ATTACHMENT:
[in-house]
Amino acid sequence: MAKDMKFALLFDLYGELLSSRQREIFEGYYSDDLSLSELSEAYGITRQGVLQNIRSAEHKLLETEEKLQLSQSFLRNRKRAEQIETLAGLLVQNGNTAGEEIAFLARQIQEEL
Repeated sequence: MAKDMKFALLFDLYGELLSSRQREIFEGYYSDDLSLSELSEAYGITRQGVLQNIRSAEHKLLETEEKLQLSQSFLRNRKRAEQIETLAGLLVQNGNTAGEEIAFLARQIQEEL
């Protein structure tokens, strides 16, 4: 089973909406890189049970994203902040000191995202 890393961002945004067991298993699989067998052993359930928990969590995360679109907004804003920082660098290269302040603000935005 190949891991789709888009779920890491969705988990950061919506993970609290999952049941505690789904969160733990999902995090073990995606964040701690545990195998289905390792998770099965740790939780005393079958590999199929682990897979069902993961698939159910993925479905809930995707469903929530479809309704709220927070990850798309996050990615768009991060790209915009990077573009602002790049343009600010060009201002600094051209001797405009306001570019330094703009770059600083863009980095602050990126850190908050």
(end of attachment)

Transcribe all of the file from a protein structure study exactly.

[in-house]
Amino acid sequence: MAKDMKFALLFDLYGELLSSRQREIFEGYYSDDLSLSELSEAYGITRQGVLQNIRSAEHKLLETEEKLQLSQSFLRNRKRAEQIETLAGLLVQNGNTAGEEIAFLARQIQEEL
Repeated sequence: MAKDMKFALLFDLYGELLSSRQREIFEGYYSDDLSLSELSEAYGITRQGVLQNIRSAEHKLLETEEKLQLSQSFLRNRKRAEQIETLAGLLVQNGNTAGEEIAFLARQIQEEL
């Protein structure tokens, strides 16, 4: 089973909406890189049970994203902040000191995202 890393961002945004067991298993699989067998052993359930928990969590995360679109907004804003920082660098290269302040603000935005 190949891991789709888009779920890491969705988990950061919506993970609290999952049941505690789904969160733990999902995090073990995606964040701690545990195998289905390792998770099965740790939780005393079958590999199929682990897979069902993961698939159910993925479905809930995707469903929530479809309704709220927070990850798309996050990615768009991060790209915009990077573009602002790049343009600010060009201002600094051209001797405009306001570019330094703009770059600083863009980095602050990126850190908050």